Go To ↓ Navigation & Information Other Information

TO: Faculty, Staff and Students

On Monday, January 21, Nicholls State University will be closed in honor of Martin Luther King, Jr. Day.  As each of us enjoys that day away from the routine of campus life, I encourage all members of the Nicholls family to reflect on the life, work, times, and legacy of Martin Luther King, Jr.

Born in 1929, the son of a Baptist minister, as a young man he embraced learning, culminating with an earned doctorate.  Reverend King organized the African American Civil Rights movement and, in doing so, provided extraordinary leadership to seek change through non-violent civil disobedience.

With Reverend King’s assassination on April 4, 1968, his leadership and the lessons he taught us through his good works became part of American history.  However, it is incumbent upon each of us to remember those lessons and to carry his work forward. That responsibility rests on us, not simply on the occasion of Reverend King’s official day of remembrance, but at all times throughout the year.

“The function of education is to teach one to think intensively and to think critically. Intelligence plus character – that is the goal of true education.” – Martin Luther King, Jr.

TO: Faculty and Staff

FR: Stephen T. Hulbert, President

Yesterday, as my senior administrative colleagues and I greeted members of the university community attending the Holiday Gumbo luncheon, a number of individuals asked whether we had heard about any mid-year budget cut. At the time, our answer was “thankfully no!” Sadly, less than twenty-four hours later, the picture has changed.

This morning, we were greeted with newspaper and television coverage speaking of a shortfall and anticipated cuts. While we finally learned of our share of the twenty-two million dollar reduction to higher education just before noon, the state administration had already notified the media with the specifics. As such, while we had barely learned of the $455,349 cut figure, the local media already had that information and was asking for specifics regarding the impact campus-wide.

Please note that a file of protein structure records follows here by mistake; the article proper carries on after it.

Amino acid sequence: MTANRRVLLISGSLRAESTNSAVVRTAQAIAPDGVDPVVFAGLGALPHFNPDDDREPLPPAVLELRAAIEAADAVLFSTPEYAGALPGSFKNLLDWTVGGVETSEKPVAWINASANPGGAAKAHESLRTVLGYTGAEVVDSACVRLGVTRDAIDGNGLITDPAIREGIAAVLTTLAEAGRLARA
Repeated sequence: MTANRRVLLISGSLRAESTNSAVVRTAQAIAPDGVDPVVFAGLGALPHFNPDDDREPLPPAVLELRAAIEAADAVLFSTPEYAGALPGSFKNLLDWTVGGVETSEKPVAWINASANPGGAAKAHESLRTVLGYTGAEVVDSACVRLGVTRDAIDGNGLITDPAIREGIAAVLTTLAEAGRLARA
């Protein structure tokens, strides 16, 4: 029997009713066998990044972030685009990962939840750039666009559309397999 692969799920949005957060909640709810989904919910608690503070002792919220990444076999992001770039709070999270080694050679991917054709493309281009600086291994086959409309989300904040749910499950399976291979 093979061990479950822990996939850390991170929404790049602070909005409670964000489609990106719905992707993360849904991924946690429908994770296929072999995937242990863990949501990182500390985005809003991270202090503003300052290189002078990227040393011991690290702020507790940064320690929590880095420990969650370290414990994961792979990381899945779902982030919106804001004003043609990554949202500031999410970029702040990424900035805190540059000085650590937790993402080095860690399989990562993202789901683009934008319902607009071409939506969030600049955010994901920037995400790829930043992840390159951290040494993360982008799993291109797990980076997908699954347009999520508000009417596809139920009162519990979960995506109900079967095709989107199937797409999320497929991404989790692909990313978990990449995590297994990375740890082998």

While we haven’t been given specific instruction from the state as to just how soon we have to turn in data regarding the implications of this latest budget reduction, obviously, it will be in the very near future. Because we have had a mid-year budget cut almost every year over the last six years, we anticipated such an occurrence. That being said, we will work to develop various scenarios for the next fiscal year.

The 2012 Holiday Season is upon us, and, yet again, the number of individuals in need has grown in our surrounding community. The United Way of South Louisiana continues to coordinate funding to twenty-seven local agencies that directly target our community through problem-solving initiatives and services. Every dollar given to United Way goes toward where it is most needed. From the St. Vincent DePaul Community Pharmacy, which provides life-saving medications to those unable to afford them, to Chez Hope, which provides shelter and services to victims of domestic violence, to the parish food banks and local Councils on Aging—a United Way of South Louisiana agency touches one out of three lives in the tri-parish area.